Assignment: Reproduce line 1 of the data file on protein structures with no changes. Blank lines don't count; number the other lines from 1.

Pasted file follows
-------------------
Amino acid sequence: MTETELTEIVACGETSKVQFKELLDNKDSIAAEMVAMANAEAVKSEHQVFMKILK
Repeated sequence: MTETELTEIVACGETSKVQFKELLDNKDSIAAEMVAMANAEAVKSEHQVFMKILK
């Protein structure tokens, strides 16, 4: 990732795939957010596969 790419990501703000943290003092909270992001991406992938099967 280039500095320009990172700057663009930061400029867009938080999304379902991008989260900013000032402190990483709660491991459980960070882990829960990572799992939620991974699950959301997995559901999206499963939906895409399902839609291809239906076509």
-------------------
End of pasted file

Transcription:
Amino acid sequence: MTETELTEIVACGETSKVQFKELLDNKDSIAAEMVAMANAEAVKSEHQVFMKILK